The US Volunteers in the Southern Philippines

Counterinsurgency, Pacification, and Collaboration, 1899–1901

John Scott Reed

Winner: Army Historical Foundation Distinguished Book Award

In fighting the Philippine-American War, the United States counted heavily on twenty-five new regiments raised in the summer of 1899: the United States Volunteers (USVs). The USVs outnumbered regular regiments in eleven of eighteen military pacification districts, particularly through the southern archipelago, where they bore the brunt of field service, combat, and disease casualties until relieved in spring 1901 by a reconstituted Regular Army. The US Volunteers in the Southern Philippines offers the first full account of this historically unique 35,000-man force—and in the process describes how the USVs decisively contributed to the United States’ single most successful counterinsurgency campaign waged outside the Western Hemisphere.

“Clearly written and accessibly structured, The US Volunteers in the Southern Philippines will appeal to scholars and public audiences interested in the military history of the Philippine-American War.

—Small Wars & Insurgencies

“A thoroughly researched and well-written account of the often overlooked role of the USVs in the Philippine War.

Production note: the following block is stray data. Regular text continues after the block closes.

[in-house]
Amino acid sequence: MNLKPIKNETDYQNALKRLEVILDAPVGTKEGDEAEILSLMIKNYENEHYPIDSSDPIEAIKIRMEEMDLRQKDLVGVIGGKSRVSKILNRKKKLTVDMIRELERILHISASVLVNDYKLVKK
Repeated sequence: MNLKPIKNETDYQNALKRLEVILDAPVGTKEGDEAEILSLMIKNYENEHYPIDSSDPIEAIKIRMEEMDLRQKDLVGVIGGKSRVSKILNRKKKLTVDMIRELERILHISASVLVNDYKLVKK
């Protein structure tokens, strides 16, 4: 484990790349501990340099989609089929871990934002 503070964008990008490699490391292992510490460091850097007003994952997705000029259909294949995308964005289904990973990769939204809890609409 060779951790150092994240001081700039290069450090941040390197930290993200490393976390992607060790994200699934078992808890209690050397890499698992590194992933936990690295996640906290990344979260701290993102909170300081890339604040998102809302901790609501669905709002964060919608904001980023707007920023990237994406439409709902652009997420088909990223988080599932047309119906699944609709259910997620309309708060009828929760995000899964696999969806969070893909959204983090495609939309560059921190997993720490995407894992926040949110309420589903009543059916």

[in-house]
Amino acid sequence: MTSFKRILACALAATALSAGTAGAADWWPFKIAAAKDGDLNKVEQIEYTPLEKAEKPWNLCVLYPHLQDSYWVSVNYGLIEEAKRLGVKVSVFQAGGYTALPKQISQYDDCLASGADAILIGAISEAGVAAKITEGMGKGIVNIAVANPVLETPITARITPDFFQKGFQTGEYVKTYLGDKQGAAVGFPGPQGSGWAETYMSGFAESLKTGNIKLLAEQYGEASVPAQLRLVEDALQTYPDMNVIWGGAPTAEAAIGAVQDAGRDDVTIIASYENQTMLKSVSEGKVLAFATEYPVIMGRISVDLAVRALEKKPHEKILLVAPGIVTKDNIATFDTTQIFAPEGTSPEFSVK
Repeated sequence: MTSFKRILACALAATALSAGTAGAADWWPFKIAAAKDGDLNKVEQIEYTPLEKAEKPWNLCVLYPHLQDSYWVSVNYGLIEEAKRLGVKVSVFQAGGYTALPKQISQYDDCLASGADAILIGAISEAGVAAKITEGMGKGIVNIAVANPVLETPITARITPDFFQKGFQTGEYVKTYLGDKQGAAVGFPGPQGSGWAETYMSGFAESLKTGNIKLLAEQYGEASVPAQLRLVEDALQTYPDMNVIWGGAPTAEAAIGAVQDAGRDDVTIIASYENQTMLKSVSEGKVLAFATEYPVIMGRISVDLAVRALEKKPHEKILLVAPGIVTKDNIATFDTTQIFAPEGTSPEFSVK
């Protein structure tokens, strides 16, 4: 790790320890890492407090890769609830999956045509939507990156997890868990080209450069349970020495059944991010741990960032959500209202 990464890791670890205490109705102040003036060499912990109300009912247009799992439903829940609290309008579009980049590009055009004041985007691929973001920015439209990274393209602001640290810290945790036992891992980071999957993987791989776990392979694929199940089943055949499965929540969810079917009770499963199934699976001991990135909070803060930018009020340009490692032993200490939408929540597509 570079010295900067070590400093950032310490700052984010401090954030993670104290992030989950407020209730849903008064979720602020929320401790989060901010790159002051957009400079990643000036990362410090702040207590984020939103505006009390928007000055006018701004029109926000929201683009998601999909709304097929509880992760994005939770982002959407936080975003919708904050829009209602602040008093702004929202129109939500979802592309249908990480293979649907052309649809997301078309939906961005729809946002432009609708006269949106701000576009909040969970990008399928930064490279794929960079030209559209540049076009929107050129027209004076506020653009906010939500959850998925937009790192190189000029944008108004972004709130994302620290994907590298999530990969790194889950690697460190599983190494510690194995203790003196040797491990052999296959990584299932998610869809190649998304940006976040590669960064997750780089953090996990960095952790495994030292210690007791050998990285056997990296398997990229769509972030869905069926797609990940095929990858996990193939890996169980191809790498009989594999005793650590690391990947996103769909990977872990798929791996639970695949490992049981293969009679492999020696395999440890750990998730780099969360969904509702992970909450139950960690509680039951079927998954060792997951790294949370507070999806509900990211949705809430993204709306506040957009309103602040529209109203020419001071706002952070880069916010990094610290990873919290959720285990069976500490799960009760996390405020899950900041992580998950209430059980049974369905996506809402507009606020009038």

—H-Net Reviews
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A close examination of the military achievements, garrison life, and institutional characteristics of the US Volunteers reveals how the force effectively combined the best elements of the American regular and militia traditions during its brief existence—abetted by an Army medical system vastly improved since debilitating losses in Cuba and the United States during 1898. Countering recent readings of the pacification of the Philippines as a near-genocidal event, John Scott Reed uses court-martial records to argue for a high disciplinary and behavioral standard among the USVs—in garrison, in the field, and, most critically, in their interactions with Filipino villagers. This standard, his evidence suggests, was supported by a late-Victorian, reflexively patriotic sense of masculinity that motivated the Volunteers, along with a profound belief in the self-evident superiority of American institutions. He also draws on recent Filipino scholarship to clarify the role of landed and commercial elites in initially supporting the Philippine Revolution and later collaborating with the US occupation.

Bridging military history and post-colonial studies, Reed’s work provides a new and clearer understanding of the short-lived but highly effective US Volunteer force, and a new perspective on a critical moment in Americas military and colonial past.

About the Author

John Scott Reed is associate professor of history at the University of Utah.

Additional Titles in the Modern War Studies Series